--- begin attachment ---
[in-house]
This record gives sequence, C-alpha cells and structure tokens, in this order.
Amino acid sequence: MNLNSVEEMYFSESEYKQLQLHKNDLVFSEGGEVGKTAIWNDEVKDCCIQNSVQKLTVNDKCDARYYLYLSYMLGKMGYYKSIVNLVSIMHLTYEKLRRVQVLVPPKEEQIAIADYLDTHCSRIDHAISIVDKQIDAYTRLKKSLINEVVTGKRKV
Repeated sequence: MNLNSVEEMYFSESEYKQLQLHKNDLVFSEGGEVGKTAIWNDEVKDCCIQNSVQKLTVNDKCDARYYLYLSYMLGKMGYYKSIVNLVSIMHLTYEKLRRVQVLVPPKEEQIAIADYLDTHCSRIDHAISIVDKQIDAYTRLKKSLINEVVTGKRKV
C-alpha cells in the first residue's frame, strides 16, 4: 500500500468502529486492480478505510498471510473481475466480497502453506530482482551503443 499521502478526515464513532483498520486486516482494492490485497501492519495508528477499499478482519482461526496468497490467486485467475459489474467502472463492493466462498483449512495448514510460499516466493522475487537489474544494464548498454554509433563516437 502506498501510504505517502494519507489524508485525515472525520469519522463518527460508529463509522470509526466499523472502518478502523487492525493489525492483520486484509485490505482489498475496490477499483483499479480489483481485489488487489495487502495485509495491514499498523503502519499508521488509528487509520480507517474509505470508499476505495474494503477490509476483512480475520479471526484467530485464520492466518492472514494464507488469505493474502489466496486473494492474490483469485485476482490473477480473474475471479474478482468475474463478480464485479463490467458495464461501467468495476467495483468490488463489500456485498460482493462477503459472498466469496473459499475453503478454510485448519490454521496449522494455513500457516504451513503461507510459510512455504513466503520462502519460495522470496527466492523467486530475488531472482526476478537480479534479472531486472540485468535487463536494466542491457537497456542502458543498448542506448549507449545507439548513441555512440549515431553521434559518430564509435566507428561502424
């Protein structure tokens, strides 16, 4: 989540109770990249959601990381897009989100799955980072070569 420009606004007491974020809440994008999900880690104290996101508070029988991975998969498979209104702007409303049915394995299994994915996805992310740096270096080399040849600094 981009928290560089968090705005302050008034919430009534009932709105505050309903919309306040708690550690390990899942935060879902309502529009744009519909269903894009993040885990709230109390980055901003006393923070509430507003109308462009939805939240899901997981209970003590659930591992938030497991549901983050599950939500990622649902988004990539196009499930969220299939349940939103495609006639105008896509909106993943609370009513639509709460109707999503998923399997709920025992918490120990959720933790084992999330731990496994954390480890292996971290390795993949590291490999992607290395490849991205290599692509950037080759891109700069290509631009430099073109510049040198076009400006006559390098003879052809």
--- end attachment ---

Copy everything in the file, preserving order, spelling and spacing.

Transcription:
[in-house]
This record gives sequence, C-alpha cells and structure tokens, in this order.
Amino acid sequence: MNLNSVEEMYFSESEYKQLQLHKNDLVFSEGGEVGKTAIWNDEVKDCCIQNSVQKLTVNDKCDARYYLYLSYMLGKMGYYKSIVNLVSIMHLTYEKLRRVQVLVPPKEEQIAIADYLDTHCSRIDHAISIVDKQIDAYTRLKKSLINEVVTGKRKV
Repeated sequence: MNLNSVEEMYFSESEYKQLQLHKNDLVFSEGGEVGKTAIWNDEVKDCCIQNSVQKLTVNDKCDARYYLYLSYMLGKMGYYKSIVNLVSIMHLTYEKLRRVQVLVPPKEEQIAIADYLDTHCSRIDHAISIVDKQIDAYTRLKKSLINEVVTGKRKV
C-alpha cells in the first residue's frame, strides 16, 4: 500500500468502529486492480478505510498471510473481475466480497502453506530482482551503443 499521502478526515464513532483498520486486516482494492490485497501492519495508528477499499478482519482461526496468497490467486485467475459489474467502472463492493466462498483449512495448514510460499516466493522475487537489474544494464548498454554509433563516437 502506498501510504505517502494519507489524508485525515472525520469519522463518527460508529463509522470509526466499523472502518478502523487492525493489525492483520486484509485490505482489498475496490477499483483499479480489483481485489488487489495487502495485509495491514499498523503502519499508521488509528487509520480507517474509505470508499476505495474494503477490509476483512480475520479471526484467530485464520492466518492472514494464507488469505493474502489466496486473494492474490483469485485476482490473477480473474475471479474478482468475474463478480464485479463490467458495464461501467468495476467495483468490488463489500456485498460482493462477503459472498466469496473459499475453503478454510485448519490454521496449522494455513500457516504451513503461507510459510512455504513466503520462502519460495522470496527466492523467486530475488531472482526476478537480479534479472531486472540485468535487463536494466542491457537497456542502458543498448542506448549507449545507439548513441555512440549515431553521434559518430564509435566507428561502424
């Protein structure tokens, strides 16, 4: 989540109770990249959601990381897009989100799955980072070569 420009606004007491974020809440994008999900880690104290996101508070029988991975998969498979209104702007409303049915394995299994994915996805992310740096270096080399040849600094 981009928290560089968090705005302050008034919430009534009932709105505050309903919309306040708690550690390990899942935060879902309502529009744009519909269903894009993040885990709230109390980055901003006393923070509430507003109308462009939805939240899901997981209970003590659930591992938030497991549901983050599950939500990622649902988004990539196009499930969220299939349940939103495609006639105008896509909106993943609370009513639509709460109707999503998923399997709920025992918490120990959720933790084992999330731990496994954390480890292996971290390795993949590291490999992607290395490849991205290599692509950037080759891109700069290509631009430099073109510049040198076009400006006559390098003879052809």